How Students of Any Age Can Stay Productive During School Closures

Recent school closures have put a lot of added stress on parents and students, but education doesn’t have to stop just because everyone’s at home. There are ample opportunities for students to continue building their skills and earning credits. Here, we explore ways for students at all three levels — elementary, secondary, and post-secondary — to keep on track while schools are closed this spring.

Audiobooks for Elementary School Learners

Learning doesn’t have to stop when children have access to whole libraries of entertaining and informative audio titles. A membership with Audible or a similar provider gives you access to over 100,000 titles, with popular titles narrated by celebrities from Neil DeGrasse Tyson to Claire Danes. During continued school closures, Audible is even offering a free service meant to help parents keep their kids engaged while at home. The Audible Stories service is free to all users and requires no prior membership. Titles like Anne of Green Gables (narrated by Rachel McAdams) are a fantastic way to keep elementary kids learning outside the classroom.

E-Learning for High Schoolers

For secondary school students looking to stay on track while schools are closed, e-learning through a virtual high school is a terrific tool. Virtual high schools have long offered flexible educational opportunities, and now with school closures across North America, e-Learning is an even more vital way for students to stay on the path to graduation.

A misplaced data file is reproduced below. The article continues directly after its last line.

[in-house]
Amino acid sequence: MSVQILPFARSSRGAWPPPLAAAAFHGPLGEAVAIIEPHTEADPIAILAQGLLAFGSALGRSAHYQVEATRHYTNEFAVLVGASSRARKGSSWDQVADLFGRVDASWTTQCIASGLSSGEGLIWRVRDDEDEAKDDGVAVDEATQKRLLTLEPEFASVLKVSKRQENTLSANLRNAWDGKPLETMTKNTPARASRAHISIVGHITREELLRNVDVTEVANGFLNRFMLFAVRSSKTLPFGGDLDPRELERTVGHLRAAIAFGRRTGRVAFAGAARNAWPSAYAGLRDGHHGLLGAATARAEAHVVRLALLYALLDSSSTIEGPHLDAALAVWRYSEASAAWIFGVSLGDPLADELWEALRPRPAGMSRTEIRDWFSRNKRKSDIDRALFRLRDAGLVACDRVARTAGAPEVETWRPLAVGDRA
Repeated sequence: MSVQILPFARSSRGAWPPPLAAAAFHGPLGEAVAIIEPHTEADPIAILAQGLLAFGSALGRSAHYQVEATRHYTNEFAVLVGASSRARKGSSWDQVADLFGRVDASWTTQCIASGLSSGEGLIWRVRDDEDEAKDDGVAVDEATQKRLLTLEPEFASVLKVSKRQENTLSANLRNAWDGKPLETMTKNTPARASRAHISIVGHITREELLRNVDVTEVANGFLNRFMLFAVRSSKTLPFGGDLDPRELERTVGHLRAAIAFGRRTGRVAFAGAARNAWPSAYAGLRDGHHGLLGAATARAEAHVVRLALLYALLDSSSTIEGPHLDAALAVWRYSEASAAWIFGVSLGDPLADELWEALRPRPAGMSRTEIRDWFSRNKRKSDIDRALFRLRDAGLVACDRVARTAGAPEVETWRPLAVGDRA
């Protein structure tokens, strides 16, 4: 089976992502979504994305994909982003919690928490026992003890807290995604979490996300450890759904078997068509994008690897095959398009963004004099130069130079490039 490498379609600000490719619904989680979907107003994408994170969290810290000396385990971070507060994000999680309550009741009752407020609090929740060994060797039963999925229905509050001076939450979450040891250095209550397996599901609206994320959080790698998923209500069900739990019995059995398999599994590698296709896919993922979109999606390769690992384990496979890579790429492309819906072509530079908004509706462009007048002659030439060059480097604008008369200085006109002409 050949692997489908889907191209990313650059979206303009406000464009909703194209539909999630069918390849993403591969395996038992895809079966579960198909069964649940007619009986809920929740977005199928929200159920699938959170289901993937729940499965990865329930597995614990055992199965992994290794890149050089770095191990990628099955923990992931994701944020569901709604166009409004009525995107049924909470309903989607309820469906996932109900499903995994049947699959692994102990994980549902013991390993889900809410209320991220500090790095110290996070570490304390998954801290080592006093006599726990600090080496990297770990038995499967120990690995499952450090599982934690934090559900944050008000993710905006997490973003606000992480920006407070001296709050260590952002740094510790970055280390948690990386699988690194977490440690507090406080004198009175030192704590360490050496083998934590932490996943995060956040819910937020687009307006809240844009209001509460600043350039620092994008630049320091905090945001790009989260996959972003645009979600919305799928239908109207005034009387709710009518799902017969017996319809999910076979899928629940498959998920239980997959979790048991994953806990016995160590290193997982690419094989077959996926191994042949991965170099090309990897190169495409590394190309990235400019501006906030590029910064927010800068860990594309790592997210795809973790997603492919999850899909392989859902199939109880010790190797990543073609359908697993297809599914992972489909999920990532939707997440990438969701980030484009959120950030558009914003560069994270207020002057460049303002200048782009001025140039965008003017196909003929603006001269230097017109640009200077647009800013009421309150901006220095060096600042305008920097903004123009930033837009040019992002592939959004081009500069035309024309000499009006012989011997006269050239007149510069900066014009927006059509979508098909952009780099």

Online courses, like those offered at Ontario Virtual School, are extremely beneficial to students who prefer self-regulated learning, or who want to study at their own pace. With the right virtual high school, students can earn a credit in as little 4 weeks or can take up to 12 months. This flexibility allows students to spend more time on the concepts they struggle with and less on those they understand easily.

e-Learning also eliminates the negative and unnecessary distractions that often come with traditional day schools, including social drama, bullying, and peer pressure. Online courses allow students to plan school around their lives, rather than planning their lives around school.

Virtual Study Groups for University Students

University students who suddenly find themselves studying remotely don’t need to give up all the perks of the traditional campus experience.
Whatever subject you’re studying, you’re not alone, and there are other students just like you trying to adjust to the sudden changes. If you crave the scholastic and social benefits of sharing course information, why not form a virtual or online study group?

It will take a bit of initiative, but it will pay major dividends. Groups can keep each other accountable for deadlines, create study benchmarks, cram together before exams, and support one another throughout the semester.

Study groups also help students develop new skills. Over years of schoolwork, students develop ingrained study habits that for better or worse can be hard to shake. By joining a study group, students are able to observe a much wider pool of study methods and even make improvements to their own systems.

As governments continue to keep school doors closed, students and their parents will need to look to other educational models. Students of any age can ensure they stay on the path to success provided they have the right roadmaps at their disposal.